"Optimal Agency Contracts: The Effect of Vicarious Liability and Judicial Error"

Michigan Law Authors
Areas of Interest
Publish Date
International Review of Law and Economics
Publication Type
Journal Article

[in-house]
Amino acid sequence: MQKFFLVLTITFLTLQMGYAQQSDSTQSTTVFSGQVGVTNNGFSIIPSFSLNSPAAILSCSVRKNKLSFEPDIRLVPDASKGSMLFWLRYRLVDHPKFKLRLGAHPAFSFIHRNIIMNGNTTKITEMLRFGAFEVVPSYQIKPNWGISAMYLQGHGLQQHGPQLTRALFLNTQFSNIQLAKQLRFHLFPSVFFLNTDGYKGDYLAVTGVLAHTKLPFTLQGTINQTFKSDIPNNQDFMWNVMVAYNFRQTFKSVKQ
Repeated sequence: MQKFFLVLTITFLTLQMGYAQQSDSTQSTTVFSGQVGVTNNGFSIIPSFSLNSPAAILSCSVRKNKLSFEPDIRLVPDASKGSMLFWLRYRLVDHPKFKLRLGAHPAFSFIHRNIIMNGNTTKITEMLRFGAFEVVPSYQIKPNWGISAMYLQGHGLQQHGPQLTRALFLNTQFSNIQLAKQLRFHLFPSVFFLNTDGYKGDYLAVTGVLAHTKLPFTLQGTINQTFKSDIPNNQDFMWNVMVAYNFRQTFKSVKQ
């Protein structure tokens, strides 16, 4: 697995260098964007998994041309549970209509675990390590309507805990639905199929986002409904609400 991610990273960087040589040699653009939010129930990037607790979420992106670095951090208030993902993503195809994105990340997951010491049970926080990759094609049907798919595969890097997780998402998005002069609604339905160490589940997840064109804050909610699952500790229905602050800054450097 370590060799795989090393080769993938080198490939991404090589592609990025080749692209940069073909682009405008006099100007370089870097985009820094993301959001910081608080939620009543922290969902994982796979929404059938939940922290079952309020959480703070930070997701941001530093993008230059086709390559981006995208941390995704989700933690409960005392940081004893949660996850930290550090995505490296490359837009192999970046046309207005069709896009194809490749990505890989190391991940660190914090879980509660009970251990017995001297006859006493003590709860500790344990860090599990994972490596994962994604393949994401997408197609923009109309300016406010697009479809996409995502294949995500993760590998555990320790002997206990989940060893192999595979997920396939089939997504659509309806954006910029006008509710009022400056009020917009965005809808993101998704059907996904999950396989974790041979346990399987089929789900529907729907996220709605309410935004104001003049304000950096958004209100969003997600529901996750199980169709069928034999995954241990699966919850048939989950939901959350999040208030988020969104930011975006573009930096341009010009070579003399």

Under the doctrine of vicarious liability, a deep-pocket principal is often held responsible for a third-party harm caused by a judgment-proof agent’s negligence. We analyze the incentive contract used by the principal to control the agent’s behavior when a court can make an error in determining the agent’s negligence. We show that (1) reducing the error of declaring the agent not negligent even when he was (pro-defendant or type II error) is better than reducing the error of declaring the agent negligent even when he was not (pro-plaintiff or type I error) and (2) allowing the principal to penalize the agent even when the court declares the agent not negligent improves welfare. The latter supports the argument that causing an accident (or a reliable allegation of misconduct) should be sufficient to justify a “just cause” termination of an employee.

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